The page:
Tired of finding themselves on the short end of the water meter, farmers in southwest Nebraska who rely on the Republican River for irrigation are suing for access to more water and for damages they claim to have suffered when state officials turned off their faucets to meet provisions of a 70-year-old interstate pact.
The Bostwick Irrigation District headquartered in Red Cloud filed a class action lawsuit this month on behalf of more than 160 of its members who have suffered due to unreliable water access for 118 farms, according to court records. The irrigation district covers about 22,400 acres.
Bostwick joins the Frenchman Cambridge Irrigation District in suing over water rights to seek relief.
The Republican River has been the source of multiple lawsuits that have cost Nebraska taxpayers millions. The Nebraska Attorney General’s Office in December asked for another $1.2 million to fight lawsuits filed by farmers and to pay consultants for ongoing negotiations with Kansas.
The river starts in Colorado’s high plains, crosses the northwestern tip of Kansas and then flows into southern Nebraska before re-entering Kansas in its northeastern corner and eventually meeting up with the Smoky Hill River to form the Kansas River. The states signed a compact in 1943 that divides the river’s water, giving Colorado 11 percent, Nebraska 49 percent and Kansas 40 percent.
Kansas has long contended that Nebraska farmers use more than their share. The U.S. Supreme Court last year ordered Nebraska to pay Kansas $5.5 million. Nebraska hailed the ruling as a victory because it was much less than the $80 million and shutdown of thousands of acres of Nebraska farmland for which Kansas had asked.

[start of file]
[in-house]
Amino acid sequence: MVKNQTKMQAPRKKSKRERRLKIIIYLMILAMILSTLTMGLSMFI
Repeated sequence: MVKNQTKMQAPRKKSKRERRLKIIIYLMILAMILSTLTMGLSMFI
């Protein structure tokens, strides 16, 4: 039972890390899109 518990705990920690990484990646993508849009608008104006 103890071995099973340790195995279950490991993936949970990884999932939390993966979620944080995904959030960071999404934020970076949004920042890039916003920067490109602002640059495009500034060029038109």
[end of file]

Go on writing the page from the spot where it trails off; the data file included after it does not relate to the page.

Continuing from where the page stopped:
Nebraska and its natural resources districts have instituted a variety of measures to ensure Kansas is happy with the amount of water it’s getting, including pumping water from the Platte River into the Republican and shutting down farmland and using its irrigation wells to pump water into the Republican.
The states recently extended a one-year agreement that lets Nebraska use more than its share of water as long as it places water in storage for Kansas over the winter and spring, when it's not being used for agriculture.
The states are working toward a long-term agreement.
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But farmers who use surface water in the Republican River watershed say they have been forced to bear more than their fair share of irrigation restrictions.
They contend that water being pumped from wells has caused surface water to dry up and those depleted flows caused state officials to impose restrictions on using surface water.
“Only surface water users such as Bostwick have been shut off for compact compliance, while wells have been allowed enough water to continue irrigating a full crop,” the Bostwick Irrigation District said in a news release.
Jasper Fanning, general manager of the Upper Republican Natural Resources District, disputed those claims. He said surface irrigation infrastructure in the area hasn't been sustainable since its inception in the 1930s.
Fanning said NRD programs that are pumping water into the Republican are allowing surface irrigators to continue using the river.
"I have a hard time seeing how they think they're the ones shouldering the burden of compact compliance," Fanning said. "Essentially they are allowed to use the same volume of water even though that water belongs to Kansas and the NRDs make up the entire projected shortfall."
The demands of the Bostwick lawsuit include reimbursement for unspecified financial damages related to restrictions in 2013 and 2014; for the river integrated management plan to be declared unlawful; and for the 2016 compact compliance actions to be deemed unlawful.
The Bostwick lawsuit was filed against the Nebraska Department of Natural Resources and its director Gordon “Jeff” Fassett, as well as the Upper Republican, Middle Republican and Lower Republican NRDs.
Bostwick filed its lawsuit Jan. 11, and Frenchman Cambridge refiled its suit Jan. 7, both in Lancaster County District Court.